Though the duo spends most of the year tending to their vines in private, they invite guests in four times a year to see in the inner workings of their operation. Visitors to the vineyard are privy to tours through the barrel-aging cellar, helpful advice on how to pair wines with food, and vertical tastings of the same vintage to highlight the flavor differences among the grape crop every year. For guests who can’t make it out, the vineyard offers a wine club that delivers select vintages to clients' doorsteps or sommeliers' giant beanstalks in the spring, fall, and holiday season.
Recently opened in 2009, the tasting and hospitality center at Sweely Estate Winery boasts scenic vineyard views from the attached open-air terrace. As guests take in the sights of the nearby Blue Ridge Mountains, Sweely’s winesperts pour a medley of fine French-style wines, including reds aged in French oak barrels and whites enhanced by premium grapes in gravity flow. Compare and contrast the fermented flavors with the accompanying cheeses, then apply the included $10 credit toward a bottle of memories such as the refreshing Sweely Estate pinot gris ($16), graced with palate-tickling notes of green apple and citrus, or the Sweely Estate merlot ($20.95), swirled with mixed berry and minty overtones.
DuCard Vineyard expertly converts its grapes into a delicious selection of wines, hosting regular tastings and tours in the shadows of the mountains of Shenandoah National Park. In the tasting room visitors can sample recent releases such as the Signature viognier 2010 and Gibson Hollow white 2010 while viewing the mountains through the window wall, then venture out onto the side patio to gawk at the vineyards and inhale the aged aroma of the C'est Trop 2008, a port-style red dessert wine crafted with norton grapes and fortified with brandy. The guided tour educates aspiring viticulturists about the complexities of cultivation and provides an opportunity to observe grapes frolicking in the fields and a cheese plate joins the sips of wine to bring balance to palates. Each guest also receives a souvenir wine glass to commemorate the trip and the $10 credit can be applied toward the purchase of a bottle of a favorite spirited sample, such as the Sweet Virginia vidal blanc 2008 ($18) or petit verdot 2009 ($30).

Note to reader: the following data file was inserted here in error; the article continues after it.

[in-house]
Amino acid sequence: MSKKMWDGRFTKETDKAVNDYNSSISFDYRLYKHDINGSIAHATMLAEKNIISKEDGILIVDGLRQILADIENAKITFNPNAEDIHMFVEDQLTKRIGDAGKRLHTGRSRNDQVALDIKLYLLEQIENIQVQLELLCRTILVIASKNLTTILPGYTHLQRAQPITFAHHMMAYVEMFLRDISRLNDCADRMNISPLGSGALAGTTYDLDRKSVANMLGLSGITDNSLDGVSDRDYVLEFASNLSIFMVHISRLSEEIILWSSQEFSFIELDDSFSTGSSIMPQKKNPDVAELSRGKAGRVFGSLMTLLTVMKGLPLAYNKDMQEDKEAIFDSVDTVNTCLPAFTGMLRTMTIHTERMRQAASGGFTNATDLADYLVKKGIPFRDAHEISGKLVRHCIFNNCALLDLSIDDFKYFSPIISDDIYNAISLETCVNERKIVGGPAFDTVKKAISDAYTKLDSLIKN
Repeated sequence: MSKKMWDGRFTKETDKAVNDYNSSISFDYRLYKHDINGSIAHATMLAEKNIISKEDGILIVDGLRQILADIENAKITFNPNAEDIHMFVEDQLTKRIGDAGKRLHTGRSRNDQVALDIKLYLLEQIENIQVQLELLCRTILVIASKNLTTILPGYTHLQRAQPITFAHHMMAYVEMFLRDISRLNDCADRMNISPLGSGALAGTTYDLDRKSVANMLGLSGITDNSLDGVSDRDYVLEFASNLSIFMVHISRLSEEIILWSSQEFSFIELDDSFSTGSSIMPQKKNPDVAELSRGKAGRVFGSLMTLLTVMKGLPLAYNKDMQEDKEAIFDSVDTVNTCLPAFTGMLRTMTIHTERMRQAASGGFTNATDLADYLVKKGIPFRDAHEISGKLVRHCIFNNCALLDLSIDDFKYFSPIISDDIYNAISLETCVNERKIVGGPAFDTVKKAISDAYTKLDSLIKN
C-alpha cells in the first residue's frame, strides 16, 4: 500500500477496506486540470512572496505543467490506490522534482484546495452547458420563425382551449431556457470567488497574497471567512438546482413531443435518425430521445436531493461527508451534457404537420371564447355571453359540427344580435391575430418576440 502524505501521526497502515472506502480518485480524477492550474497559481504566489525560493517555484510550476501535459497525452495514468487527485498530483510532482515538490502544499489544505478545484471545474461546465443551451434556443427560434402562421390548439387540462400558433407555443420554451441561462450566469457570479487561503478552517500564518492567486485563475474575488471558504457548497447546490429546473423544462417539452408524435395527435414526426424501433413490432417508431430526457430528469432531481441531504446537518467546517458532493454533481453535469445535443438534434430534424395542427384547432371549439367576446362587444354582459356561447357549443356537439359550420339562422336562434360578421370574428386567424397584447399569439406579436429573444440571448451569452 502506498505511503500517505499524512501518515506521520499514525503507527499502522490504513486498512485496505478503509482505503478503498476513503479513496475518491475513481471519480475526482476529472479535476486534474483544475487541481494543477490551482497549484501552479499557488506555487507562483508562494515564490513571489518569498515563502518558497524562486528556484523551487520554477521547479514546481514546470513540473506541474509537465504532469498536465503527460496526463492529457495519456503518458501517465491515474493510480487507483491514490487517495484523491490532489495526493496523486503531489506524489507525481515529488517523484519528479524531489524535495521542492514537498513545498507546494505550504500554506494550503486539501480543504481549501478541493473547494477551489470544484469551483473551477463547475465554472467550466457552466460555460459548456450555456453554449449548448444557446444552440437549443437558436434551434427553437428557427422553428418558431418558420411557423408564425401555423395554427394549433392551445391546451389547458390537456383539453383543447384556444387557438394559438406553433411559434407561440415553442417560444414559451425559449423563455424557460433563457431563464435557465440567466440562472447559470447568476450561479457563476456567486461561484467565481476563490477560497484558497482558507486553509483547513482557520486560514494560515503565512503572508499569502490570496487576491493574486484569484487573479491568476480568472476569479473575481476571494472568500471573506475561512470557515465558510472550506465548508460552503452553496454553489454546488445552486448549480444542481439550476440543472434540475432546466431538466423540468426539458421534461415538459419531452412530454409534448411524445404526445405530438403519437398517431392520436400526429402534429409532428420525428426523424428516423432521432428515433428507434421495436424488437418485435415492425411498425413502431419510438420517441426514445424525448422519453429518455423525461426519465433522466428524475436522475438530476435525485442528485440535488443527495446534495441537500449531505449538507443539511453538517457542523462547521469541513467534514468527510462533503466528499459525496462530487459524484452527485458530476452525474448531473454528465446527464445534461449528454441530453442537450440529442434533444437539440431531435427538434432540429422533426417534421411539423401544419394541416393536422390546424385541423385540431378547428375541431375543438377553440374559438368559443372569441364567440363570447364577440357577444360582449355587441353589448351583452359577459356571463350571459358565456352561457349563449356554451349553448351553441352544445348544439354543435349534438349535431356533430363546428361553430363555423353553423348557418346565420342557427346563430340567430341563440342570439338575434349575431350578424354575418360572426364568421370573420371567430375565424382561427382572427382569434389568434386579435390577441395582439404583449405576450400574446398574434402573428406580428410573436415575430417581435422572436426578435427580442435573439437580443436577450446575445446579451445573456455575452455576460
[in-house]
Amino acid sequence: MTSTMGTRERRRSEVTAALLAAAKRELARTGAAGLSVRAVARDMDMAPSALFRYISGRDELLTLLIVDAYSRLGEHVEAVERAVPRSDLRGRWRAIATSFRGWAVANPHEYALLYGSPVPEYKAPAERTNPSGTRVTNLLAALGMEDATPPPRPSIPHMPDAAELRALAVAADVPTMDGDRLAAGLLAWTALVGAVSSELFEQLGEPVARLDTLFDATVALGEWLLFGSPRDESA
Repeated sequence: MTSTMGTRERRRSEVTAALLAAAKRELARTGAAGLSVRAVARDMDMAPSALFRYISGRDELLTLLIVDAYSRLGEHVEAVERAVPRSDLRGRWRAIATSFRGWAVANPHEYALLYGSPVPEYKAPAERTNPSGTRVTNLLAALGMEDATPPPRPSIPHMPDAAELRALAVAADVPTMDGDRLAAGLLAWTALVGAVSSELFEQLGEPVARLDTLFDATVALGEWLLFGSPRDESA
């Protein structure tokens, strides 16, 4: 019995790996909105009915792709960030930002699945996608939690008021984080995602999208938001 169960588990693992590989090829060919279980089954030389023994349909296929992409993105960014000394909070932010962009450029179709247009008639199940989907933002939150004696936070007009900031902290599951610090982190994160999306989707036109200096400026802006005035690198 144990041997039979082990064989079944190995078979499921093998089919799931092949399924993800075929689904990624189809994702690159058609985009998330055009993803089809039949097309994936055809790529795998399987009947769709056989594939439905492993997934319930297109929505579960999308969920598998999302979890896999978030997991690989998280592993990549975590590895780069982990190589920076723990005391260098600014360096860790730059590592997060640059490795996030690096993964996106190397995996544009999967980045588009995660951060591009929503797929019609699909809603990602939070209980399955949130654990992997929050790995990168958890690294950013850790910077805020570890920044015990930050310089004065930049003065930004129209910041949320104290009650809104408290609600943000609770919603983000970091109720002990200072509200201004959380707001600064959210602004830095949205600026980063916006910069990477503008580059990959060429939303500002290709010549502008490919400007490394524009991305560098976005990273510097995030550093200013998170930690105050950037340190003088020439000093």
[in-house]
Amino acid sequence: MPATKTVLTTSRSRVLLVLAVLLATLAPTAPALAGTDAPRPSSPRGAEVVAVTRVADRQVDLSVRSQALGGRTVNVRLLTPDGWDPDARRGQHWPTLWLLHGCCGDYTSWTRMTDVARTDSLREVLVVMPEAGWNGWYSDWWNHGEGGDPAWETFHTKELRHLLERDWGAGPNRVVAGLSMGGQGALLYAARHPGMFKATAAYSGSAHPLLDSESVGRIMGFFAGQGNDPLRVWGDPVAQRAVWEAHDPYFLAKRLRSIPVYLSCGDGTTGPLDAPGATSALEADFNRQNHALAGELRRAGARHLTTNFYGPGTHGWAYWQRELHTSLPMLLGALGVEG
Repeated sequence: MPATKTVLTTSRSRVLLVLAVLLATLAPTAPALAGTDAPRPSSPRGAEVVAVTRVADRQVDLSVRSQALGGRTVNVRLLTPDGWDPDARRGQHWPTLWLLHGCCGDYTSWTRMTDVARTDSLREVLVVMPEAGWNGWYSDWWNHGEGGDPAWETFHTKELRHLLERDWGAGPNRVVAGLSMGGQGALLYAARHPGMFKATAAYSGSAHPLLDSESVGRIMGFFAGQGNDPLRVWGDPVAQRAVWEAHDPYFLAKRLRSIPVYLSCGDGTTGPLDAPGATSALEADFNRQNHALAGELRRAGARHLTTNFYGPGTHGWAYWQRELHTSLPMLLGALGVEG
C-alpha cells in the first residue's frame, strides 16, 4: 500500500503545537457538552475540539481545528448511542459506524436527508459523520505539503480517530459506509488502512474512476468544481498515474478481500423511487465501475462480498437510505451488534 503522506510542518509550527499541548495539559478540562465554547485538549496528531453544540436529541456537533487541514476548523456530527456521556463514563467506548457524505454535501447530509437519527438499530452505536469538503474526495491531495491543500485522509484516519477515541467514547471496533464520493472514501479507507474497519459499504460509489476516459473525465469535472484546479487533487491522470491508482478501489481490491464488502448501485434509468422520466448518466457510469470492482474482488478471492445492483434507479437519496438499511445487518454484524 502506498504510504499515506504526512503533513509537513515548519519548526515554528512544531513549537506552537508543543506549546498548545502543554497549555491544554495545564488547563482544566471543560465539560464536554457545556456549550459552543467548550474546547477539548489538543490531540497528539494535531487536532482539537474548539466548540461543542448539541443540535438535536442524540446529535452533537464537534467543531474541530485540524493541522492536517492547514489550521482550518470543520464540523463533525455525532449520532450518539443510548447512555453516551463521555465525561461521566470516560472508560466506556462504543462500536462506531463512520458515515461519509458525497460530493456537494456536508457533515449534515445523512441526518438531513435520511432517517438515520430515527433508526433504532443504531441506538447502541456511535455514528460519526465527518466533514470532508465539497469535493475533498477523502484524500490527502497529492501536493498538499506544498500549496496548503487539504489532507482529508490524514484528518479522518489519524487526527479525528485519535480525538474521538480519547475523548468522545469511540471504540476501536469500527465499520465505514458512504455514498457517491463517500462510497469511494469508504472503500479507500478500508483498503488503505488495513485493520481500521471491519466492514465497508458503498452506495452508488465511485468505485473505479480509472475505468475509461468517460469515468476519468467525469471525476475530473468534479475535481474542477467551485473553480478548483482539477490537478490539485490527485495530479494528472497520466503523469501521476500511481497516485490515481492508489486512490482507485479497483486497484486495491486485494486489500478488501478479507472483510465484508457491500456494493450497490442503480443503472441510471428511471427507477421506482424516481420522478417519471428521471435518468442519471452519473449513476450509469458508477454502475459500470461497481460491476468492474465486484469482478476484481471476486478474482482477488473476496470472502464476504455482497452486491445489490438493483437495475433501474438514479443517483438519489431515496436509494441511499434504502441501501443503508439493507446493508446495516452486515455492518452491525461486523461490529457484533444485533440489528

Found right on the cusp of the scenic Shenandoah Valley, Blue Ridge Vineyard opens up its family farm during the warm weather months for musical and social gatherings. Melody mavens can park on the plush lawn or in the cozy barn, where they'll swim in the eighth notes of a lineup of lively acoustic bands, with styles ranging from the blues, country, and classic-rock tunes of Exit 162 (April 2, September 4, and October 15) to the rousing fiddles of the Blinky Moon Boys (May 21 and October 22).